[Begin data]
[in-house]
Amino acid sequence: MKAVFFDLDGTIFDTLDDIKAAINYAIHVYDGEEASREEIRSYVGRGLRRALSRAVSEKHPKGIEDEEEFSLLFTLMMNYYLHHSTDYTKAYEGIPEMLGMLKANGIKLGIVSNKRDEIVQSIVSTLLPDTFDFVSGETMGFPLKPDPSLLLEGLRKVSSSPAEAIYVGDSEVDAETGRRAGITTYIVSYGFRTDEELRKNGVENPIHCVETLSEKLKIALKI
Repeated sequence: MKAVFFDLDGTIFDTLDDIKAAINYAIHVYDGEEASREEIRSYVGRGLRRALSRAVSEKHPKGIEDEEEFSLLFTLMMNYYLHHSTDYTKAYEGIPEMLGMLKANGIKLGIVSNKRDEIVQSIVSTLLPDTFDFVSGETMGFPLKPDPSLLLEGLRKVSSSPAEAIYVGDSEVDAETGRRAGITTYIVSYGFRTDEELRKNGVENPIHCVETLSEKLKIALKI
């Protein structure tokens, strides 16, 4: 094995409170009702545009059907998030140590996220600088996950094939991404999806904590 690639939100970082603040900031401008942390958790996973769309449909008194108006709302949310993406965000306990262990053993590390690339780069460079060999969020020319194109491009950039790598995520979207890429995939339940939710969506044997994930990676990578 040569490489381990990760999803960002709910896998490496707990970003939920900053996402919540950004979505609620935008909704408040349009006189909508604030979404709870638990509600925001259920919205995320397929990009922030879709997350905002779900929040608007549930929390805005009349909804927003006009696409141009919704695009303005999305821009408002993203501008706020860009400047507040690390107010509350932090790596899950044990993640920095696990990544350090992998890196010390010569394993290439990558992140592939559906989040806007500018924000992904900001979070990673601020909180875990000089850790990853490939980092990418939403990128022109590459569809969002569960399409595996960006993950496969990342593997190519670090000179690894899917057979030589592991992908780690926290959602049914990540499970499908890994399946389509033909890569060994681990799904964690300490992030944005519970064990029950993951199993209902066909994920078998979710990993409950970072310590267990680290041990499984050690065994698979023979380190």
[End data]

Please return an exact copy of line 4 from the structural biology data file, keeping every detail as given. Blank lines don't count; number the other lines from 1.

């Protein structure tokens, strides 16, 4: 094995409170009702545009059907998030140590996220600088996950094939991404999806904590 690639939100970082603040900031401008942390958790996973769309449909008194108006709302949310993406965000306990262990053993590390690339780069460079060999969020020319194109491009950039790598995520979207890429995939339940939710969506044997994930990676990578 040569490489381990990760999803960002709910896998490496707990970003939920900053996402919540950004979505609620935008909704408040349009006189909508604030979404709870638990509600925001259920919205995320397929990009922030879709997350905002779900929040608007549930929390805005009349909804927003006009696409141009919704695009303005999305821009408002993203501008706020860009400047507040690390107010509350932090790596899950044990993640920095696990990544350090992998890196010390010569394993290439990558992140592939559906989040806007500018924000992904900001979070990673601020909180875990000089850790990853490939980092990418939403990128022109590459569809969002569960399409595996960006993950496969990342593997190519670090000179690894899917057979030589592991992908780690926290959602049914990540499970499908890994399946389509033909890569060994681990799904964690300490992030944005519970064990029950993951199993209902066909994920078998979710990993409950970072310590267990680290041990499984050690065994698979023979380190």